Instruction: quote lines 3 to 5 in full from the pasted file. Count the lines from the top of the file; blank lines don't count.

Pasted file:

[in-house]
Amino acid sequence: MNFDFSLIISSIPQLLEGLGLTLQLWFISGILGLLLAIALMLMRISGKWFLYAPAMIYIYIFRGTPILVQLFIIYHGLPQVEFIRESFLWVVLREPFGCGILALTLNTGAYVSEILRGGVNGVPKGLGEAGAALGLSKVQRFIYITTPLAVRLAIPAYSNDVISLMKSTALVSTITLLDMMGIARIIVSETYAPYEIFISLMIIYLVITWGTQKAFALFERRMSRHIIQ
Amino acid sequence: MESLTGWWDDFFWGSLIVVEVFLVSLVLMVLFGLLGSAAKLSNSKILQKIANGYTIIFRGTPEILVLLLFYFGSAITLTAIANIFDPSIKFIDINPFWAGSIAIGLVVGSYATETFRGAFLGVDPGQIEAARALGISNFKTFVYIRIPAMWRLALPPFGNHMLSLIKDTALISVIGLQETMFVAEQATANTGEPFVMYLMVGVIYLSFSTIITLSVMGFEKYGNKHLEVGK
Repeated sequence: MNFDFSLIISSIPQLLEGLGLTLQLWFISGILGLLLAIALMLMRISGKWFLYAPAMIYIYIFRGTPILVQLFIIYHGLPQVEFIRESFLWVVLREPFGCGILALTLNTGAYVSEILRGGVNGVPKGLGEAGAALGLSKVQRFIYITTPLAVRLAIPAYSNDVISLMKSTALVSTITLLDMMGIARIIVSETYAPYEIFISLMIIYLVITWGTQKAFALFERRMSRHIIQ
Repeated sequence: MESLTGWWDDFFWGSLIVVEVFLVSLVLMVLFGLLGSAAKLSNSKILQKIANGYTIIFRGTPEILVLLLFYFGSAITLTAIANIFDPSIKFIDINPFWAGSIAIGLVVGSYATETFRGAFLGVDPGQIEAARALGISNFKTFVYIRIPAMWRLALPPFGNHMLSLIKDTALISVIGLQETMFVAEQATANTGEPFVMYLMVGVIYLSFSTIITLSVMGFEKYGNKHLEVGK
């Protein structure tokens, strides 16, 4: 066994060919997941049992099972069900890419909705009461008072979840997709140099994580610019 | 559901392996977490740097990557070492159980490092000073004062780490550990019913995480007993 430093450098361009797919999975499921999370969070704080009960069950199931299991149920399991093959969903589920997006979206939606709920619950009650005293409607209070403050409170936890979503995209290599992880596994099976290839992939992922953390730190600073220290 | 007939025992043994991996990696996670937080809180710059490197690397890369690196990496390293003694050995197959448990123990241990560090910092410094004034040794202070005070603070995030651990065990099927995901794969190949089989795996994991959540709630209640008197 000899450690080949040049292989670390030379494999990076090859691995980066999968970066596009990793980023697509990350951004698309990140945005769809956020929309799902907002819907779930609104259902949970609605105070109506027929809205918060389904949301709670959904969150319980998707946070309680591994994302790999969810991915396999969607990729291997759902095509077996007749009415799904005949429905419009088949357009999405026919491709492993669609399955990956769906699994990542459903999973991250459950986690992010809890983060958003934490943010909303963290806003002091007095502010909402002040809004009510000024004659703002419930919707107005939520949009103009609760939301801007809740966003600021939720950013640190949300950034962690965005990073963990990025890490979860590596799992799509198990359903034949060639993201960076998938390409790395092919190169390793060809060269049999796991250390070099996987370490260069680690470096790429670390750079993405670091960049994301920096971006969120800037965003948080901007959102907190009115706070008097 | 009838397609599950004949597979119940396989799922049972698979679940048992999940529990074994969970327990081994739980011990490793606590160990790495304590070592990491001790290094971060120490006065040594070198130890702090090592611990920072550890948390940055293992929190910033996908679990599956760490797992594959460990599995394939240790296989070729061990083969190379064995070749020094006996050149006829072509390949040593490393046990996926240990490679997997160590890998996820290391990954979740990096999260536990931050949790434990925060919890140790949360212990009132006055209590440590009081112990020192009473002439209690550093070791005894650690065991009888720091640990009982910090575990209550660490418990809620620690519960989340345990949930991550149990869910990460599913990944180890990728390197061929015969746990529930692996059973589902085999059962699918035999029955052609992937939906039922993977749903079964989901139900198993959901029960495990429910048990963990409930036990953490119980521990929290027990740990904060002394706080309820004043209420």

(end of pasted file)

Amino acid sequence: MESLTGWWDDFFWGSLIVVEVFLVSLVLMVLFGLLGSAAKLSNSKILQKIANGYTIIFRGTPEILVLLLFYFGSAITLTAIANIFDPSIKFIDINPFWAGSIAIGLVVGSYATETFRGAFLGVDPGQIEAARALGISNFKTFVYIRIPAMWRLALPPFGNHMLSLIKDTALISVIGLQETMFVAEQATANTGEPFVMYLMVGVIYLSFSTIITLSVMGFEKYGNKHLEVGK
Repeated sequence: MNFDFSLIISSIPQLLEGLGLTLQLWFISGILGLLLAIALMLMRISGKWFLYAPAMIYIYIFRGTPILVQLFIIYHGLPQVEFIRESFLWVVLREPFGCGILALTLNTGAYVSEILRGGVNGVPKGLGEAGAALGLSKVQRFIYITTPLAVRLAIPAYSNDVISLMKSTALVSTITLLDMMGIARIIVSETYAPYEIFISLMIIYLVITWGTQKAFALFERRMSRHIIQ
Repeated sequence: MESLTGWWDDFFWGSLIVVEVFLVSLVLMVLFGLLGSAAKLSNSKILQKIANGYTIIFRGTPEILVLLLFYFGSAITLTAIANIFDPSIKFIDINPFWAGSIAIGLVVGSYATETFRGAFLGVDPGQIEAARALGISNFKTFVYIRIPAMWRLALPPFGNHMLSLIKDTALISVIGLQETMFVAEQATANTGEPFVMYLMVGVIYLSFSTIITLSVMGFEKYGNKHLEVGK